Death of a student

Murder of a second-grader in Gurgaon should trigger an urgent review of institutionalised safety mechanisms in schools.

By: Editorial | Published:September 12, 2017 12:08 am
gurgaon murder, ryan school murder, ryan international school, school safety, student safety, Pradyuman Thakur, school rape, 5 year rape, indian express The safety lapses in a well-resourced school in the National Capital Region raise serious questions on basic infrastructure and protocols — rather, the lack of them — in the country’s schools.

That a seven-year-old was killed within the precincts of an upmarket Gurgaon school is horrifying on several counts. Evidently, Ryan International School, Gurgaon, failed to follow several safety guidelines issued by the city’s police department. According to reports, the bus conductor who allegedly murdered Thakur, used the same washroom as the students. This is in clear violation of the Gurgaon Police’s Guidelines for Safety of Children in Schools: “For bus drivers and conductors, whether employed by the school or contracted out, access area must be limited to just the bus area, and specific instructions must be given to them on which areas are out of bound for them”. Ryan International must also answer why it allowed the alleged murderer to bring a knife into the school premises.

The safety lapses in a well-resourced school in the National Capital Region raise serious questions on basic infrastructure and protocols — rather, the lack of them — in the country’s schools. Students, who spend nearly a third of their day in school, must be provided clean and secure washrooms. It should also be incumbent on the school management to provide well-maintained toilets for its employees. But much like Ryan International, most Indian schools — many of which charge exorbitant fees — pay short shrift to this basic necessity. Schools also accord low priority to another essential requirement — safety audits. Last year, another student of a Gurgaon school died after being hit by a speeding car after the school bus — without an attendant — allegedly dropped her on the wrong side of the road. In August, a student died after he fell from the second floor of an upscale Ghaziabad school.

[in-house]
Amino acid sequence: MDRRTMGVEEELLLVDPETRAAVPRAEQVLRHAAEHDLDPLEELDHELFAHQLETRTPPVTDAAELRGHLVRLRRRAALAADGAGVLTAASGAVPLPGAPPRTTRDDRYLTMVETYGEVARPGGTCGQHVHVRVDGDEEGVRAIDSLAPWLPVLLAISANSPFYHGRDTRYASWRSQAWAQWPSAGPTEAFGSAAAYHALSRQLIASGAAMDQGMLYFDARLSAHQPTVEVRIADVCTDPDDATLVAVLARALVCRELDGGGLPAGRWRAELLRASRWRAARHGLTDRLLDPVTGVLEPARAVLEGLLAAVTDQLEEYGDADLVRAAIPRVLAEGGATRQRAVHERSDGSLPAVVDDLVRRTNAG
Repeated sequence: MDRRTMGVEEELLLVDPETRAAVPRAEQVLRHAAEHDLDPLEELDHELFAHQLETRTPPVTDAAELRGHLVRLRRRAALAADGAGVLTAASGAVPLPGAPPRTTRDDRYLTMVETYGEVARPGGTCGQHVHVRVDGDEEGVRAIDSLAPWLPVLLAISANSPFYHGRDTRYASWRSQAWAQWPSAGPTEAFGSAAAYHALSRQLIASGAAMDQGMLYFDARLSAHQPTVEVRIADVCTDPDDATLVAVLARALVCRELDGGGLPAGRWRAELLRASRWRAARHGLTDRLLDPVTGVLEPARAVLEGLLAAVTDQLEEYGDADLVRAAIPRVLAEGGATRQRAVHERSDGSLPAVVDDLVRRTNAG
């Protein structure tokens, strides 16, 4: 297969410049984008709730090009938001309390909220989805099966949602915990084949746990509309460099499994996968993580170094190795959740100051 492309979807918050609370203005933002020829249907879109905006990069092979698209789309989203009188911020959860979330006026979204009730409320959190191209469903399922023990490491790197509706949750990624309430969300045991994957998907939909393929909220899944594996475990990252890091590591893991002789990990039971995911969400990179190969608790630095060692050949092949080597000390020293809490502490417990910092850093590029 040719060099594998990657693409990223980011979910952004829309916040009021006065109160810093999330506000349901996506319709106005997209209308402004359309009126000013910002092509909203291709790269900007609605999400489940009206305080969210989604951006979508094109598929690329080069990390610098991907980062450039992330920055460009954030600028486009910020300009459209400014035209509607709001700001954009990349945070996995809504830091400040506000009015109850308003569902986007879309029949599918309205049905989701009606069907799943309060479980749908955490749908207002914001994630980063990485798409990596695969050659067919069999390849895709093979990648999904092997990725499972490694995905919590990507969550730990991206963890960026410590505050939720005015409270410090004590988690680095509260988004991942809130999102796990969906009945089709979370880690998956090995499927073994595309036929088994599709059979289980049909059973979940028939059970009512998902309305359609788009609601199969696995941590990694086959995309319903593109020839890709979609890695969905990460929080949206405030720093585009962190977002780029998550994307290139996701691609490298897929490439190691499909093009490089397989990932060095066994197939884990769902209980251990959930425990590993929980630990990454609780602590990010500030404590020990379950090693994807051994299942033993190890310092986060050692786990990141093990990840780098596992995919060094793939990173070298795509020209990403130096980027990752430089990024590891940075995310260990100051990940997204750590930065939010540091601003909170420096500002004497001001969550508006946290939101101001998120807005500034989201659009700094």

There have been expressions of public anger after every such incident. However, that schools can go on as usual, as if nothing happened, shows a worrying lack of regulatory oversight. The school inspection system has been defunct for decades. Parents’ associations are toothless bodies. When the demand-supply situation with respect to school education is skewed against the school-goer, expressions of outrage by parents never set off more than an episodic ripple. The police have assured a speedy investigation of Pradyuman Thakur’s murder. But without effective institutionalised corrective mechanisms, a safe learning environment will continue to elude the country’s schoolchildren.

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